The Brooklyn Rail, in their InConversation section, sat down with Jeffrey Deitch, former director of LAMOCA to chat about his views on contemporary art, where it is and where it is going, or more so, where he would like it to go. The interview is based around an ideology of today’s art world is continuing to break down the walls between insider and outsider using street art and disco as examples as support. Follow the link below to get there
Kennedy Overcast, 2013
Acrylic on canvas
24″ x 30″
Evening Windows, 2013
Acrylic on canvas
36″ x 48″
I was pretty taken aback with Olivia Schreiner’s paintings when i showed up for the Midwestern Appropriation opening on Sunday. Without delving too far into it, I was initially taken by the use of the neon colors in a seemingly “classy way.” There was nothing stark about the paintings leaving them in a comfortable, approachable state. Even in their neonness, None of the paintings were screaming “LOOK AT ME.” A statement one can rarely make.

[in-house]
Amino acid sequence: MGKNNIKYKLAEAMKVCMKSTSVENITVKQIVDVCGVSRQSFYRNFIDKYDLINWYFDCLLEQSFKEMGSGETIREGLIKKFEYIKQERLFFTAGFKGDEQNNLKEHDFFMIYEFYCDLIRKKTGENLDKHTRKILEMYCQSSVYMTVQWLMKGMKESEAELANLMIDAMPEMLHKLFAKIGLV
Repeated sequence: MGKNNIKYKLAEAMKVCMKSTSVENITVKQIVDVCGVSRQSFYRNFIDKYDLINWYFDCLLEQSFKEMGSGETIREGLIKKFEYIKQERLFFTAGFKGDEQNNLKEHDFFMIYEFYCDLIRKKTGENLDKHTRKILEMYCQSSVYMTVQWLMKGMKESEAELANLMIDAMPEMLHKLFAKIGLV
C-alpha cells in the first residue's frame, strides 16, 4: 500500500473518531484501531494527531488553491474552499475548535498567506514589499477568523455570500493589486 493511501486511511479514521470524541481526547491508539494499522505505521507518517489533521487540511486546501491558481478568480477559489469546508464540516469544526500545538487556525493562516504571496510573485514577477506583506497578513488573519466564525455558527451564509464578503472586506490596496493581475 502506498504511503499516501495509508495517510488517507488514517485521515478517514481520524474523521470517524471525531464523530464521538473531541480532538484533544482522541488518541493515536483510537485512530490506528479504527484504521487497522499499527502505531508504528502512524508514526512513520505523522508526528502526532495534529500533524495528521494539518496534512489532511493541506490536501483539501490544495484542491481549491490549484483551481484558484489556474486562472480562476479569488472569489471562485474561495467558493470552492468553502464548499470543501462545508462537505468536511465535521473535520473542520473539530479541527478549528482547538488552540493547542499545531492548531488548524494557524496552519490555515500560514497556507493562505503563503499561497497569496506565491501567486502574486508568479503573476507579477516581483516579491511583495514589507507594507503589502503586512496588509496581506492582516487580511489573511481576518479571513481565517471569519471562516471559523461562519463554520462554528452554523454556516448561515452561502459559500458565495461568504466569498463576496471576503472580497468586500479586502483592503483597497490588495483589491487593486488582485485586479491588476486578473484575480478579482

This is the article I mentioned last time when we were talking about Air Guitar. I think they are not similar in talking about art. But the way how they look back has something similar. What he write in this article give me a clue to see how an art critic see the art world 20 years ago which I can’t imagine and no chance to experience, even now. And in the same time I’m curious about the transformation he mentioned which “Art doesn’t have to be shown in New York”. It take of his pride in a way, but for me it’s not only about art in different major cities, but about the challenging of hegemonic in the art world. Though it’s a cliche, I think this is also a crucial question for an international artist to rethink, what’s does “career” mean for being an artist and why we have to go to bigger cities, for conversation, for more opportunities? What we gave up? Do we have any responsibilities to our original culture? What does “location” mean to an artist. This is what I constatnly think about and come up again by this article.